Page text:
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Colin Kaepernick and How Americans Feel About National Anthem Protests
09.15.2018
Topics: Sports

Nike’s decision to feature former NFL quarterback Colin Kaepernick as the spokesman for the 30th anniversary of their “Just Do It” ad campaign at the dawn of the football season has rekindled the debate over athlete protests. Kaepernick is widely seen as the face of the current protest movement going back to the fall of 2016 when he decided to kneel during the national anthem to draw attention to police violence against communities of color.

While much of the debate over the issue has centered on whether the protests disrespect the flag or if Kaepernick’s subsequent unemployment is due to owner retribution, understanding where public opinion lies on this issue is important. Public attitudes on this topic reveal a country divided racially and generationally.

Player protests remain divisive across the nation. According to a January PRRI poll, six in ten (60 percent) Americans agree that professional athletes should be required to stand while the anthem is being played, while 36 percent of Americans are opposed to this requirement.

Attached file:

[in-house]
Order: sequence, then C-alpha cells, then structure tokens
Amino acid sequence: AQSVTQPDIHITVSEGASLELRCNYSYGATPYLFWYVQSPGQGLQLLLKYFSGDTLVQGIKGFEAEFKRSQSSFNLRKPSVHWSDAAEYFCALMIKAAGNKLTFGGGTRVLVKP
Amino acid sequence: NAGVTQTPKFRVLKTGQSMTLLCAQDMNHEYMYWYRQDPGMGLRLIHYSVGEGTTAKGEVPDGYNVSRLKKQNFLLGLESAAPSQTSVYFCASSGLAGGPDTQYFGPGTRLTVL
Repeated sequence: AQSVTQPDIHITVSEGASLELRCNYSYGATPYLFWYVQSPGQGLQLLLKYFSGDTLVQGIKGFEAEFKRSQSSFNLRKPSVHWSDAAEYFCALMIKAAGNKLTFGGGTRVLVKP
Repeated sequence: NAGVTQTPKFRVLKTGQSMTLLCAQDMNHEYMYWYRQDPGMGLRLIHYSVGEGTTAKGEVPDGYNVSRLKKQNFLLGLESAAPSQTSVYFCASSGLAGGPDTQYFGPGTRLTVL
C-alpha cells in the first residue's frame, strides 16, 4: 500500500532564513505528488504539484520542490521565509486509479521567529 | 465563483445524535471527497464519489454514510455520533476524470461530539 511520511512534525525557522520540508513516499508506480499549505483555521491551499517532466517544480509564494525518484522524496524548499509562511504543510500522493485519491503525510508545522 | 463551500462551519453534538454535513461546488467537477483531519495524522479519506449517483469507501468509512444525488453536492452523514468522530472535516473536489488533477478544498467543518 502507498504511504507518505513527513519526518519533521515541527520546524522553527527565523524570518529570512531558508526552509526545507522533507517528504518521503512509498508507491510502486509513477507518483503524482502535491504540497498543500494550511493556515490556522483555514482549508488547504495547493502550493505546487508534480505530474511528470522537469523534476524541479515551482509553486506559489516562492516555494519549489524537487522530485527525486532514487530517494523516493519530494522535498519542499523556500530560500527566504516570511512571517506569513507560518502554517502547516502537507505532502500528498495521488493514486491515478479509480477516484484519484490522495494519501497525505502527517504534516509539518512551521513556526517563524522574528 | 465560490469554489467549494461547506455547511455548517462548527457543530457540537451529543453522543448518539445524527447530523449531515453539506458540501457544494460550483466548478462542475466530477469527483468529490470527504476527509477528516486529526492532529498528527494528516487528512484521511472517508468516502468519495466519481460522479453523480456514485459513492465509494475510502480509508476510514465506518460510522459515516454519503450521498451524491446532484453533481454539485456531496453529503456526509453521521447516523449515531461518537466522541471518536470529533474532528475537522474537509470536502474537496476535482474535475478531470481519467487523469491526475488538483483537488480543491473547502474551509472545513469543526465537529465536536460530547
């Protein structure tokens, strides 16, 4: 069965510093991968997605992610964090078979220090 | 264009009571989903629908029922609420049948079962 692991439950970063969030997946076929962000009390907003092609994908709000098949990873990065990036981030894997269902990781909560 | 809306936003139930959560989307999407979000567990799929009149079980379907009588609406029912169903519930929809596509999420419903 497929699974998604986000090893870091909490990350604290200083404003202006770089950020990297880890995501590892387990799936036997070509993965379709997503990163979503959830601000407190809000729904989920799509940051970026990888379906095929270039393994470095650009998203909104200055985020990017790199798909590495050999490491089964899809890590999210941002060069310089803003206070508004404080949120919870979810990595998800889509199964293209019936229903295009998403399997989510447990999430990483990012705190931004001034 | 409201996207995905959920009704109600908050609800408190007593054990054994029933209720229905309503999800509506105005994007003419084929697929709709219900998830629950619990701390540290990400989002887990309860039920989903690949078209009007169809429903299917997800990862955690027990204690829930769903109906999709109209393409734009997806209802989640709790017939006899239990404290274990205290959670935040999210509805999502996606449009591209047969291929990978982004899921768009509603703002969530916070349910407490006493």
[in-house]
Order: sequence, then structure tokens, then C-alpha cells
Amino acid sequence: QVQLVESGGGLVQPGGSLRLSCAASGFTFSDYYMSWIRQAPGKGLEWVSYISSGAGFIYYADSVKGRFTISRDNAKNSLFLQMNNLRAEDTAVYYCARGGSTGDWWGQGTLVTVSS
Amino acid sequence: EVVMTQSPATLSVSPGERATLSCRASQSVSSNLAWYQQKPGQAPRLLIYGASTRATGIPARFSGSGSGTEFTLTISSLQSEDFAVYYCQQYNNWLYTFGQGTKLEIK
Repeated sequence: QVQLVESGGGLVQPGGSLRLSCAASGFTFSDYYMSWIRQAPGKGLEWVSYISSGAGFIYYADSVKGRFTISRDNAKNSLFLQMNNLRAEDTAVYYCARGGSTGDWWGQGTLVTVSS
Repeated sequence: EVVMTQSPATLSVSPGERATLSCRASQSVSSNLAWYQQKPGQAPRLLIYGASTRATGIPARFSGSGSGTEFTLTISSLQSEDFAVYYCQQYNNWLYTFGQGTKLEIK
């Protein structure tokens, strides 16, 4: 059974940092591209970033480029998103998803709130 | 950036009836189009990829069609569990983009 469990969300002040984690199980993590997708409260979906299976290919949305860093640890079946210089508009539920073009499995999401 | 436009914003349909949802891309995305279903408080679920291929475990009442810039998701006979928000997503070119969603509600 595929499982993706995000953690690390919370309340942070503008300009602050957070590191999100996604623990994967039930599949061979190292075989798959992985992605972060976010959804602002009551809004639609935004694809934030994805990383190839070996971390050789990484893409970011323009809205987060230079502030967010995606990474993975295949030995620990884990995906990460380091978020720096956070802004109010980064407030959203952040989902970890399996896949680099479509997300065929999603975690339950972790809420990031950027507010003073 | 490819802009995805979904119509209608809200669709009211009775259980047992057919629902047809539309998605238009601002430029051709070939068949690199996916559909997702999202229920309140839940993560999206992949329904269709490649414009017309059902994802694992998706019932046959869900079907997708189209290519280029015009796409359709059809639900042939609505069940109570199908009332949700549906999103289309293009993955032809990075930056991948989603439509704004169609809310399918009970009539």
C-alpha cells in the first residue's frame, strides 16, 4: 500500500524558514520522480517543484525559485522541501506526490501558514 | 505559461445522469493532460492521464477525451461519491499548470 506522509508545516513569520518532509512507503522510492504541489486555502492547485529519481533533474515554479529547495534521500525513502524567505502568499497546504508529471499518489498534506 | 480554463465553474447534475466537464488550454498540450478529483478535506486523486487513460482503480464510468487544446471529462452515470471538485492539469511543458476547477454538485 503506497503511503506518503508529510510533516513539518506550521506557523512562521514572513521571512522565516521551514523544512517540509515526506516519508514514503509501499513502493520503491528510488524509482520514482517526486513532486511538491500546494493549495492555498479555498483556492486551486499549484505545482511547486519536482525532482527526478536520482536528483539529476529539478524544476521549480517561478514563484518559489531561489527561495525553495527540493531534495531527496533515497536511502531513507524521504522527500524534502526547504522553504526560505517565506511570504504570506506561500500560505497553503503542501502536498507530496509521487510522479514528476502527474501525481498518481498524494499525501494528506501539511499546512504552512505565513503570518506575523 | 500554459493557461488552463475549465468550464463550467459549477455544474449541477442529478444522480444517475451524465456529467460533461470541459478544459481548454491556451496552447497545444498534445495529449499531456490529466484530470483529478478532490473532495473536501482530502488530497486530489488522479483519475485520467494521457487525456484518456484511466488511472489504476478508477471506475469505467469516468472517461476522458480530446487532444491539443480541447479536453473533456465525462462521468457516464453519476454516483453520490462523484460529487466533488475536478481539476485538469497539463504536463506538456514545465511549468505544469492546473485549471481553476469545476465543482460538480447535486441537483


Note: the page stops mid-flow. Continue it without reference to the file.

However, there are significant differences between white and black Americans on this issue. While about two-thirds (66 percent) of white Americans agree that athletes should be required to stand while the anthem is being played, less than three in ten (28 percent) of black Americans shared that sentiment.

Similarly in 2017, almost half (45 percent) of white Americans agreed that professional athletes making public statements about political issues bothered them. Just about one-quarter (26 percent) of black Americans shared this sentiment.

Differences within the broader population also fall along generational lines. More than seven in ten (72 percent) seniors (age 65+) say professional athletes should be required to stand during the national anthem, while fewer than half (44 percent) of young people (age 18-29) agree.

Furthermore, when asked about whether professional athletes making public statements about political issues bothered them, 44 percent of seniors agreed, while only 29 percent of young respondents did.

Some have argued that these generational differences help explain why Nike made their decision to feature Kaepernick in their latest campaign. While it may be too early to know whether the campaign will succeed or fail, the decision by the sporting goods manufacturer appears to be paying off.

Nevertheless, athlete protests have demonstrated that the country continues to remain divided on these issues, particularly along racial and generational lines. Understanding these breakdowns are paramount to appreciating the internal social dynamics of the nation at this time.